*Observation 6. *If has “consistent concavity,” then it’s approximately quadratic.

*Proof.* Suppose for some constant . Integrate twice and don’t forget your arbitrary constants:

Okay, but which quadratic? We may as well ask for the linear part of to match the tangent line :

Soon we will learn the word “Taylor series” and this will seem more natural. For now, think of it as, we’re taking the linear approximation and sticking on some bendiness with a quadratic term . (The B stands for “bendiness.”)

*Observation 7.* On this little subinterval, the error from the midpoint rule is .

(Note: that’s the that I’m going to talk about at the very end of this post.)

Algebra time: this is .

Notice, btw, that when the function is concave up, B is positive, so this value works out to be negative, which makes sense, because the midpoint rule should underestimate the true value.

*Observation 8.* The error from the trapezoid rule is Using Observation 5, this is . Integrating a constant is easy, and the second integral is the one we just did in Observation 7. So we can conclude that .

(Looking back at the “idea of the proof” picture, is the area of the parallelogram you have to stack on top of the midpoint-rule trapezoid to get the trapezoid-rule trapezoid. So this makes sense: if you take the whole parallelogram and subtract the pink parts , you ought to get the red part . Why does it say + above instead of -, you ask? Good question: because is *negative*.)

Guess what: we’re back to where we started!

## The prestige

*Observation 1, re-stated*: .

*Proof.* Let’s monkey around with this claim a bit. Since (by Observation 8) , this claim is equivalent to claiming that , or that . Then by Observation 7, , so the claim is that . I’m going to divide out a on both sides, and pull a 2 inside a parentheses, to arrive at:

*Claim that’s equivalent to Observation 1:* .

Why is this true, then? Well, what was anyway? That came from Observation 5, where we said that was the amount by which we’d need to shift up to get it to match , and we also said that it’s the amount by which the linear approximation undershoots the actual function.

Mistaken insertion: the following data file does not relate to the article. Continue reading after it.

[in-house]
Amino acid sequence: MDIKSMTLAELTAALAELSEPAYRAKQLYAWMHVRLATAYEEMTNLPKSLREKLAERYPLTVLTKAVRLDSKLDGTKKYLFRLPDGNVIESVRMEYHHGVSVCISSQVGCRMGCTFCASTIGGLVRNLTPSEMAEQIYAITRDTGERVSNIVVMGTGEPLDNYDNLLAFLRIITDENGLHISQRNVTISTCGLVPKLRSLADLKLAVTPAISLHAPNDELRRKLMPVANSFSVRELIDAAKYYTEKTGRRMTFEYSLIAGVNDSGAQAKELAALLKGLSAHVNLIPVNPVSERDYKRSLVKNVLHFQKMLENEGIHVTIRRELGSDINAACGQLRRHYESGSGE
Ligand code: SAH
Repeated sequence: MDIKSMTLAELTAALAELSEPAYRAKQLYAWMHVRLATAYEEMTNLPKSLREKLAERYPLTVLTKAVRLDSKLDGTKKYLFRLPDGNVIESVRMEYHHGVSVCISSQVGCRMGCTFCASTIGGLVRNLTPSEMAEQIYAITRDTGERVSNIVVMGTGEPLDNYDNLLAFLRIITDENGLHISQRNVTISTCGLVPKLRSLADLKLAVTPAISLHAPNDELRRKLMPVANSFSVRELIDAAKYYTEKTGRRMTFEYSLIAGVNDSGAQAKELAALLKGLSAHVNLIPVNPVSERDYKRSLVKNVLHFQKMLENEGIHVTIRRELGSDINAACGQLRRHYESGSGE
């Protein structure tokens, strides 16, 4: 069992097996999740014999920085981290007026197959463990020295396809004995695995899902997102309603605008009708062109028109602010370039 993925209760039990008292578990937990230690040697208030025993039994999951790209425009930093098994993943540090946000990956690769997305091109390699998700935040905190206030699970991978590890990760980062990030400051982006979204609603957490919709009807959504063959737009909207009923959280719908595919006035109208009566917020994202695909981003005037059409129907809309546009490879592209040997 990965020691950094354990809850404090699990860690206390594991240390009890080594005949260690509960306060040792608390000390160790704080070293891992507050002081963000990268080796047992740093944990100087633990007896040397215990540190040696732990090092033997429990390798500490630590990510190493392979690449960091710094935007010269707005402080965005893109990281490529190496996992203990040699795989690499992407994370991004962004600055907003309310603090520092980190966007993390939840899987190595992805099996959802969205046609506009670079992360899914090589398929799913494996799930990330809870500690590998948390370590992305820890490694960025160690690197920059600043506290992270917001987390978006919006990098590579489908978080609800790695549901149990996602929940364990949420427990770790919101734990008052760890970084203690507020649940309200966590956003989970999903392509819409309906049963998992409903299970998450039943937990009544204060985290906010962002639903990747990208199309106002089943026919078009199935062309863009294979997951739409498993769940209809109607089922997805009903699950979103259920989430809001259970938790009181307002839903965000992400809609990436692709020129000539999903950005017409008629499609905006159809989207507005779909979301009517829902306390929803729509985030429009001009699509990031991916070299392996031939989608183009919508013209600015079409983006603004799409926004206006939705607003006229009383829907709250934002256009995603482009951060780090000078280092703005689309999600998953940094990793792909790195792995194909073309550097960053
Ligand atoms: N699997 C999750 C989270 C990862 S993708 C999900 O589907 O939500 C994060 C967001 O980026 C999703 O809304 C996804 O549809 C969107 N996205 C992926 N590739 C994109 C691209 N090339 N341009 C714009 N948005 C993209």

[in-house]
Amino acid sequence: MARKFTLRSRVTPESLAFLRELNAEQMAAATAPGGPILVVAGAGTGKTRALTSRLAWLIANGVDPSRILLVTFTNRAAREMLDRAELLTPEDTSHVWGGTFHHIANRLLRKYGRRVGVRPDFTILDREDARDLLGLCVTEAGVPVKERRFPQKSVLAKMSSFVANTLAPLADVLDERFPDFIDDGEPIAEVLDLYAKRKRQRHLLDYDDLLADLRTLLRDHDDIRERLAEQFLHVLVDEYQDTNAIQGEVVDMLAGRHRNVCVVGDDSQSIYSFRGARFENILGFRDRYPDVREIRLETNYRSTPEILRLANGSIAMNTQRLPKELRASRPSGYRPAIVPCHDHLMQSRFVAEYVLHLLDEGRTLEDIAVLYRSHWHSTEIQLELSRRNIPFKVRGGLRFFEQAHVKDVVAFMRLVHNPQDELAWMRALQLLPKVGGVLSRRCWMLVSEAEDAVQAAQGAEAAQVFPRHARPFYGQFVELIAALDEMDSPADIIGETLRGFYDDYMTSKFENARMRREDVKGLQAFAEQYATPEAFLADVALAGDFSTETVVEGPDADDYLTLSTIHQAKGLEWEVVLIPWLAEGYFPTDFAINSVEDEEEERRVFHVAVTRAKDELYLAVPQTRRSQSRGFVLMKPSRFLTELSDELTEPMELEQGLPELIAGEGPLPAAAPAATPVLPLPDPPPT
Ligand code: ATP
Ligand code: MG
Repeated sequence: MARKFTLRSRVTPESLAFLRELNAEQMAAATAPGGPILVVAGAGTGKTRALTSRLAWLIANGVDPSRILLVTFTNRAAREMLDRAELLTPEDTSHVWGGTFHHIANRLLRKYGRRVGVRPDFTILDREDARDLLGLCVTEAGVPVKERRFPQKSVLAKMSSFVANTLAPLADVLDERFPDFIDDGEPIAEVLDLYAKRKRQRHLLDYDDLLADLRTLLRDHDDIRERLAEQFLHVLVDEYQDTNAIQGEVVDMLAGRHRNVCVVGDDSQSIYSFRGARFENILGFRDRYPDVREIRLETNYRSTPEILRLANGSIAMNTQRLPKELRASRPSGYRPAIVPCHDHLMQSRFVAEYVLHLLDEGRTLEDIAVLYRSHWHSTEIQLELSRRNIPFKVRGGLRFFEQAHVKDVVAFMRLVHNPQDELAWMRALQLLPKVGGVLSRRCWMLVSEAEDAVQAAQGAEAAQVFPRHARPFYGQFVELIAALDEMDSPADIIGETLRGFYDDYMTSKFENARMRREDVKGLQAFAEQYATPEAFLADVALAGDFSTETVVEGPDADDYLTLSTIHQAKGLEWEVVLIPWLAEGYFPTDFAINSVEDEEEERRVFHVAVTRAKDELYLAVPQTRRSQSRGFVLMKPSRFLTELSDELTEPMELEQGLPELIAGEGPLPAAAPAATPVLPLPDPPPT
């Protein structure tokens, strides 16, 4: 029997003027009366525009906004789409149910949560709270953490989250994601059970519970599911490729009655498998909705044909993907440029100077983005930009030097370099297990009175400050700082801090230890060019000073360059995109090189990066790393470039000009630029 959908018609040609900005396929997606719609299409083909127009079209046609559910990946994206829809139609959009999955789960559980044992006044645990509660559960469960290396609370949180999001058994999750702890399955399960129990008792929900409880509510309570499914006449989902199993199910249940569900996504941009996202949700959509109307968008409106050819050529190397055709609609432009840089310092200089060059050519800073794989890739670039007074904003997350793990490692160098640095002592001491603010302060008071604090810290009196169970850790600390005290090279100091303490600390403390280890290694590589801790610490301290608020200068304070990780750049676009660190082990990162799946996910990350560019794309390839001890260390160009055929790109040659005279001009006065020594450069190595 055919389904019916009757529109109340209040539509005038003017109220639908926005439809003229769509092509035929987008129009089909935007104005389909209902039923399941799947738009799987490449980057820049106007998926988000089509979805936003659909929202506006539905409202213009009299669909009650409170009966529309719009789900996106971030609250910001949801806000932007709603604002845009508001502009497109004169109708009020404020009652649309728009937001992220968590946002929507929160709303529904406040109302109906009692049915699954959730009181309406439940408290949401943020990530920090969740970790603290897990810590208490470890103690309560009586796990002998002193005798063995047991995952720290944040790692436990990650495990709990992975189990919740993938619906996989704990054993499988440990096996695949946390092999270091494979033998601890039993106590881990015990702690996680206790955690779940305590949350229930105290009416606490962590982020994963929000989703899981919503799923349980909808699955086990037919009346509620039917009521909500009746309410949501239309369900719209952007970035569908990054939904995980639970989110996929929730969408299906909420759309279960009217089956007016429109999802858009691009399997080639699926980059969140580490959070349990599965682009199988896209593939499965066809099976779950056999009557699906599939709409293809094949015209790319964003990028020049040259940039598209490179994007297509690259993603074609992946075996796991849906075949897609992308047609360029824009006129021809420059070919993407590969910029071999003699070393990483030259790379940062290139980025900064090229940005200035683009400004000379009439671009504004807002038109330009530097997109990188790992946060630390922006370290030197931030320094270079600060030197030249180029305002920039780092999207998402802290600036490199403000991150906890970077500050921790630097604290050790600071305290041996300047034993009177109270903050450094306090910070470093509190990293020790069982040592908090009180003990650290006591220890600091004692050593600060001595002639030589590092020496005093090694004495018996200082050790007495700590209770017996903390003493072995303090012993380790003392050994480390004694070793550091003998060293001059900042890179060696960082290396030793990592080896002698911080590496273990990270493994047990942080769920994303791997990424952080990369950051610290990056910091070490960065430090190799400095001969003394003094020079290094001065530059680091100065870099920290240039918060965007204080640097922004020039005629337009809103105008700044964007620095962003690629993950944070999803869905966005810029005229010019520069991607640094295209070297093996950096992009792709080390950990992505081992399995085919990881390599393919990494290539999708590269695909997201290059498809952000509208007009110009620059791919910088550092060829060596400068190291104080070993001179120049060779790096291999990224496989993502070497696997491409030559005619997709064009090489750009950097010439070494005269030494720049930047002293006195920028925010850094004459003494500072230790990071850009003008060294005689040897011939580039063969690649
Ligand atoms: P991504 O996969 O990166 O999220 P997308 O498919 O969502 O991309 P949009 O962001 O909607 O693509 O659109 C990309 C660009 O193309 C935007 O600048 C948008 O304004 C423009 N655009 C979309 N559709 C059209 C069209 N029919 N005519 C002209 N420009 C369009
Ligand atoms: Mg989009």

What’s neat, though, is that we now know a little more about than we did before. Specifically, Observation 6 told us that .

Therefore, . Plug in : the LHS is and the RHS is exactly what we thought it should be.

## The moral of the story

Let’s return to Figure 5.6.4 and we can tell a more interesting story now:

- Zooming in on the tangent line and the blue curve : This last claim is basically saying that the amount by which the tangent line undershoots the function is controlled by (1) the bendiness of the function and (2) the width of the (sub)interval we’re looking at.
- Notice also that the only reason this problem is interesting is that the blue line is
*curved*. If it just went straight from the left corner to the middle and then straight from the middle to the right corner, then it’d cut the parallelogram into two equal pieces. Instead,*because it bends down*, there’s more red than pink. - Because the blue line is basically
*quadratic*, it turns out that there’s basically half as much pink as there is red. If the function was allowed to*wiggle*as well as bend, then that ratio may not turn out to be so nice. - Specifically, the blue line cuts the trapezoid in such a way that the pink is 1/3 of the total. Where does that 3 come from? It comes
*precisely*from integrating .